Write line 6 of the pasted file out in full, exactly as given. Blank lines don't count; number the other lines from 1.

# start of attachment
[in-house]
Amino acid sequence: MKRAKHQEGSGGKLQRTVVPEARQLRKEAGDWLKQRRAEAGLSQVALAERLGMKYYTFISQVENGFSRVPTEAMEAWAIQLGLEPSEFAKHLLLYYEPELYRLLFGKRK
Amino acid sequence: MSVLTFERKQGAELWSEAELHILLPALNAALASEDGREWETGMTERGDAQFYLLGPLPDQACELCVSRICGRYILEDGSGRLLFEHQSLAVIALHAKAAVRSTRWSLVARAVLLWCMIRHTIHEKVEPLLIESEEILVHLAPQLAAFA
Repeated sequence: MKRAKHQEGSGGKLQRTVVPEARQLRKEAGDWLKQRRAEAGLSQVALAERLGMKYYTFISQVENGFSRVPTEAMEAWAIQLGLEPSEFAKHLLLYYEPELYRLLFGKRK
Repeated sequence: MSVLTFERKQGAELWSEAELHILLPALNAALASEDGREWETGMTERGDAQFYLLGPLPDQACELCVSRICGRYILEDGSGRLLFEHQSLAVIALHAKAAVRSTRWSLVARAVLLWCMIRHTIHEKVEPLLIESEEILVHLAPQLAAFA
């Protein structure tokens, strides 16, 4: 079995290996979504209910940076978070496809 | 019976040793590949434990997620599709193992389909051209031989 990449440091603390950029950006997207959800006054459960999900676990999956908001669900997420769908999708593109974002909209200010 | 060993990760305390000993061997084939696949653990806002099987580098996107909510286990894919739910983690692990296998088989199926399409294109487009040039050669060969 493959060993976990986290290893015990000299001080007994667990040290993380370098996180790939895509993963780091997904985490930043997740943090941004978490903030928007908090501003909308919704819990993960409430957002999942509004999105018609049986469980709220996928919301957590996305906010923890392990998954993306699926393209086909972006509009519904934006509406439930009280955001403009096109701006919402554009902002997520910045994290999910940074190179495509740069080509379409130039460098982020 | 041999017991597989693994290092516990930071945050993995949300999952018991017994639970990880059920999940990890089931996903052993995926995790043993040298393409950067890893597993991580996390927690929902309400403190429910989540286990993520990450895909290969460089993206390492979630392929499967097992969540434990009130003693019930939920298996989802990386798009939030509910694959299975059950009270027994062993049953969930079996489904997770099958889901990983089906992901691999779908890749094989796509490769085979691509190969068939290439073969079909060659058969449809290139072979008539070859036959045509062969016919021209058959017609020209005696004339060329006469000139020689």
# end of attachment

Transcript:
């Protein structure tokens, strides 16, 4: 079995290996979504209910940076978070496809 | 019976040793590949434990997620599709193992389909051209031989 990449440091603390950029950006997207959800006054459960999900676990999956908001669900997420769908999708593109974002909209200010 | 060993990760305390000993061997084939696949653990806002099987580098996107909510286990894919739910983690692990296998088989199926399409294109487009040039050669060969 493959060993976990986290290893015990000299001080007994667990040290993380370098996180790939895509993963780091997904985490930043997740943090941004978490903030928007908090501003909308919704819990993960409430957002999942509004999105018609049986469980709220996928919301957590996305906010923890392990998954993306699926393209086909972006509009519904934006509406439930009280955001403009096109701006919402554009902002997520910045994290999910940074190179495509740069080509379409130039460098982020 | 041999017991597989693994290092516990930071945050993995949300999952018991017994639970990880059920999940990890089931996903052993995926995790043993040298393409950067890893597993991580996390927690929902309400403190429910989540286990993520990450895909290969460089993206390492979630392929499967097992969540434990009130003693019930939920298996989802990386798009939030509910694959299975059950009270027994062993049953969930079996489904997770099958889901990983089906992901691999779908890749094989796509490769085979691509190969068939290439073969079909060659058969449809290139072979008539070859036959045509062969016919021209058959017609020209005696004339060329006469000139020689």